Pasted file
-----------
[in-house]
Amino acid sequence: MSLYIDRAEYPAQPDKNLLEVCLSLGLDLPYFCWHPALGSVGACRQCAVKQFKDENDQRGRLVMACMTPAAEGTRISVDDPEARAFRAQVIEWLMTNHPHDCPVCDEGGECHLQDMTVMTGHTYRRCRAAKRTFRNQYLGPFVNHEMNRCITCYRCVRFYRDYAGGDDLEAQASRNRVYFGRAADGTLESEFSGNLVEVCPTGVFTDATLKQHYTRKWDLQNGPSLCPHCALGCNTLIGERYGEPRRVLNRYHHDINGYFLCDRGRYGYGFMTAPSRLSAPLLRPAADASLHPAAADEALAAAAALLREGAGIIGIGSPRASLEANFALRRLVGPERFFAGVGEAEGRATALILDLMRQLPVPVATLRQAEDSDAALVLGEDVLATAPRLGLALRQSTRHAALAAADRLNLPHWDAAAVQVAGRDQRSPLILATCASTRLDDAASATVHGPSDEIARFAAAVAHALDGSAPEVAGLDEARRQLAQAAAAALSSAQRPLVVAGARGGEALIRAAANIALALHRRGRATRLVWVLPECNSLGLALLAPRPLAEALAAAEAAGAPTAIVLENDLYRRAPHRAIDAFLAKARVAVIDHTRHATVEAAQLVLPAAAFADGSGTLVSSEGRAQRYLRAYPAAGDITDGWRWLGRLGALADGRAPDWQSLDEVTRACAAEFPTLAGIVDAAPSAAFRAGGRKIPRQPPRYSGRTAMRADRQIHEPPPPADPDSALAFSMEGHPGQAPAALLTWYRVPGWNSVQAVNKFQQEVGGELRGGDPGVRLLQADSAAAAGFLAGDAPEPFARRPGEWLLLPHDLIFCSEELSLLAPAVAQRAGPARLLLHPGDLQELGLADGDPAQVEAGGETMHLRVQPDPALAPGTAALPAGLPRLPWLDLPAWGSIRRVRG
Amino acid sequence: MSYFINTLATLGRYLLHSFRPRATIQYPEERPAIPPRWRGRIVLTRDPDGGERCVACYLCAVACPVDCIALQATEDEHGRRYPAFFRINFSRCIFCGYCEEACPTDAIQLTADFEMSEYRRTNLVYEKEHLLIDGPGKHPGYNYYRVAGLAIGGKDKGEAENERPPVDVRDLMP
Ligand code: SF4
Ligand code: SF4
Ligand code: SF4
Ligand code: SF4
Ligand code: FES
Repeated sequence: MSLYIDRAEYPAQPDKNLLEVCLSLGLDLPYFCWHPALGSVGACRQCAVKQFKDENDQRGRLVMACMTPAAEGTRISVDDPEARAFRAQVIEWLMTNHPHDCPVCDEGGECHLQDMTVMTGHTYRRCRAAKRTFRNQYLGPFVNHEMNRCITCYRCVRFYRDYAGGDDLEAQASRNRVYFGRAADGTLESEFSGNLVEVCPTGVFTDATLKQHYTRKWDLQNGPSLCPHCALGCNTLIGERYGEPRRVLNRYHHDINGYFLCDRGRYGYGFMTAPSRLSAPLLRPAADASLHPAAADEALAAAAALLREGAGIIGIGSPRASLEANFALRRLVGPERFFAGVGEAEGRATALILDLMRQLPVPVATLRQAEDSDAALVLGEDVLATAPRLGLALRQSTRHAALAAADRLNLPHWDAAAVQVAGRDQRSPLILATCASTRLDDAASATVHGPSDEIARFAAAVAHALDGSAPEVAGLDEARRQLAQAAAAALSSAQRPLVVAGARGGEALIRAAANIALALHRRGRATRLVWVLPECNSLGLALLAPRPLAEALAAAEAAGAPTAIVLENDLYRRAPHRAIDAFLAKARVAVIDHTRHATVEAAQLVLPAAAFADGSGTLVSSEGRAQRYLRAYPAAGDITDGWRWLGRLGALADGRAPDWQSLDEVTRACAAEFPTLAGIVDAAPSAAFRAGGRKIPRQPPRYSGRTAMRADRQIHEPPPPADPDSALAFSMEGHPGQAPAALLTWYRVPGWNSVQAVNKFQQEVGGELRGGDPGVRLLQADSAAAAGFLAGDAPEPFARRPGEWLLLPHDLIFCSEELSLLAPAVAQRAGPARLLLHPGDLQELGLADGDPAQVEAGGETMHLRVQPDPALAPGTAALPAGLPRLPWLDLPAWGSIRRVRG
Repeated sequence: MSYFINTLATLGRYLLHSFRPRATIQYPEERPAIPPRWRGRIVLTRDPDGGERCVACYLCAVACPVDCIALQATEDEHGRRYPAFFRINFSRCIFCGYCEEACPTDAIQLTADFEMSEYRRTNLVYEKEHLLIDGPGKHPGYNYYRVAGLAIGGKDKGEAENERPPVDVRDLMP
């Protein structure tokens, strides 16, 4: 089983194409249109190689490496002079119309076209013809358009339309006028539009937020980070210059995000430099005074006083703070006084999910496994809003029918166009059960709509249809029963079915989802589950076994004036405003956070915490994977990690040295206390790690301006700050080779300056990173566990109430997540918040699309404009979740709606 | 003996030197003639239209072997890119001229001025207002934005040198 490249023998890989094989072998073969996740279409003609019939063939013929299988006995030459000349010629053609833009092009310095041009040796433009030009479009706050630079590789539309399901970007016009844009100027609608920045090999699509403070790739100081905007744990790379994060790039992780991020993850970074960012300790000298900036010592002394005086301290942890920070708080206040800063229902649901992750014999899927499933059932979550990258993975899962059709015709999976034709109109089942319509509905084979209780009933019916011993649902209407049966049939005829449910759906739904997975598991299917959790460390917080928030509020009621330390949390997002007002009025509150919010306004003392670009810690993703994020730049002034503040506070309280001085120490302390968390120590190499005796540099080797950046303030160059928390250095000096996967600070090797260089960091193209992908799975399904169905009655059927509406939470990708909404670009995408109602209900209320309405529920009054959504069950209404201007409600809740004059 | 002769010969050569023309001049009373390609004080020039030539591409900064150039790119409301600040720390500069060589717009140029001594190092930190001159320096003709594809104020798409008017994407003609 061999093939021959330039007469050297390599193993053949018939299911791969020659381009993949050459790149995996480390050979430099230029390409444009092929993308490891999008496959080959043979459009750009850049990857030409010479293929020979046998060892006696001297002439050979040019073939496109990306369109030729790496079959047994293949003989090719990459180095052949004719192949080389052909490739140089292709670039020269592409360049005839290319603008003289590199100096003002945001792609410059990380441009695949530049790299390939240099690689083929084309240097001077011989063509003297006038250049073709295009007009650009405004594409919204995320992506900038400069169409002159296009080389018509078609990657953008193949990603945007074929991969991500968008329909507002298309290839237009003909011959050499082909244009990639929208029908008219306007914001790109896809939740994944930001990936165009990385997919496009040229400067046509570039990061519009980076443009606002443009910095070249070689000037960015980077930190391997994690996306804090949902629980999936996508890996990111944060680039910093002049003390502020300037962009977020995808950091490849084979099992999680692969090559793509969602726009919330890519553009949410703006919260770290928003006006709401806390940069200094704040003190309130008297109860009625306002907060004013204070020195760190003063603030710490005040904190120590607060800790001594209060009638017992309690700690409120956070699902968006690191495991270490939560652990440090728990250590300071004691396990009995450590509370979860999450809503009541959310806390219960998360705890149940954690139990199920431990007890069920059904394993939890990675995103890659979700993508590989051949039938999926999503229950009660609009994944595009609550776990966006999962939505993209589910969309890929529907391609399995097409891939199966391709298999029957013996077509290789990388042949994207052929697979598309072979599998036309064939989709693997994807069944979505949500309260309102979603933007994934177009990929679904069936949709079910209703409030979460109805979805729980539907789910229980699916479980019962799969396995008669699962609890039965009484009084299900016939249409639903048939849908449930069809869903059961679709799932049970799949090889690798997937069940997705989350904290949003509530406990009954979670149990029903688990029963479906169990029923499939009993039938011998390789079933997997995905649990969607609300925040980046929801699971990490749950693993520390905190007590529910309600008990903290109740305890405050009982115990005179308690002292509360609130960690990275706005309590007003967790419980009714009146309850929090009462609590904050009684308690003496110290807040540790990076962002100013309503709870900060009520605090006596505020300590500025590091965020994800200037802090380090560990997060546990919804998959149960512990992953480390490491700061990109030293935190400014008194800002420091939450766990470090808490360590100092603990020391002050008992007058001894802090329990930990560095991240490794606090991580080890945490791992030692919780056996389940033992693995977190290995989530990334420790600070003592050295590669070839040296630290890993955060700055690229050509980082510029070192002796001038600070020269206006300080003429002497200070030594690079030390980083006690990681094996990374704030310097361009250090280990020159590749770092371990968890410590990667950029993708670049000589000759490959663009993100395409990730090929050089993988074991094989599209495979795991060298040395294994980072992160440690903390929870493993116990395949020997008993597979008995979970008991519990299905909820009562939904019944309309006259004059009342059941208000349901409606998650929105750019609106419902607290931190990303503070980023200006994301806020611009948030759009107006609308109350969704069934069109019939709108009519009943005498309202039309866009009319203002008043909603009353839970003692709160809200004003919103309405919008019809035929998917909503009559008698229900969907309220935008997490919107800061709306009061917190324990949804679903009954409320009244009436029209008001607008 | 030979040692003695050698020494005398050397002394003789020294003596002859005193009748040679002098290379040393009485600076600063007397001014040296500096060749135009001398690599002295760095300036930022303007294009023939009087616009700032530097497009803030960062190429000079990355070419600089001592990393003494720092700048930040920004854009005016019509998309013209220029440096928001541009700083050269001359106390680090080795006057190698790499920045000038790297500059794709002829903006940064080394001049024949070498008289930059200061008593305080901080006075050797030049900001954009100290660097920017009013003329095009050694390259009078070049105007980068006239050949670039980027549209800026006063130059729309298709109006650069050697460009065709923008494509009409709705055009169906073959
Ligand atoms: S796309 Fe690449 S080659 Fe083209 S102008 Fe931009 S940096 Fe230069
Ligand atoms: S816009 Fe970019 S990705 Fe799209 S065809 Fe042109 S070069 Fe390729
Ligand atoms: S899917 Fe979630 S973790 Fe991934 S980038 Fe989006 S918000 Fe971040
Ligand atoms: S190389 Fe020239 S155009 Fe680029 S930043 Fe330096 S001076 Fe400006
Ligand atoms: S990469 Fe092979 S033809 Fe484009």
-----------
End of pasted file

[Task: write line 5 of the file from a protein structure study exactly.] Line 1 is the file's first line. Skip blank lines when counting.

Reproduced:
Ligand code: SF4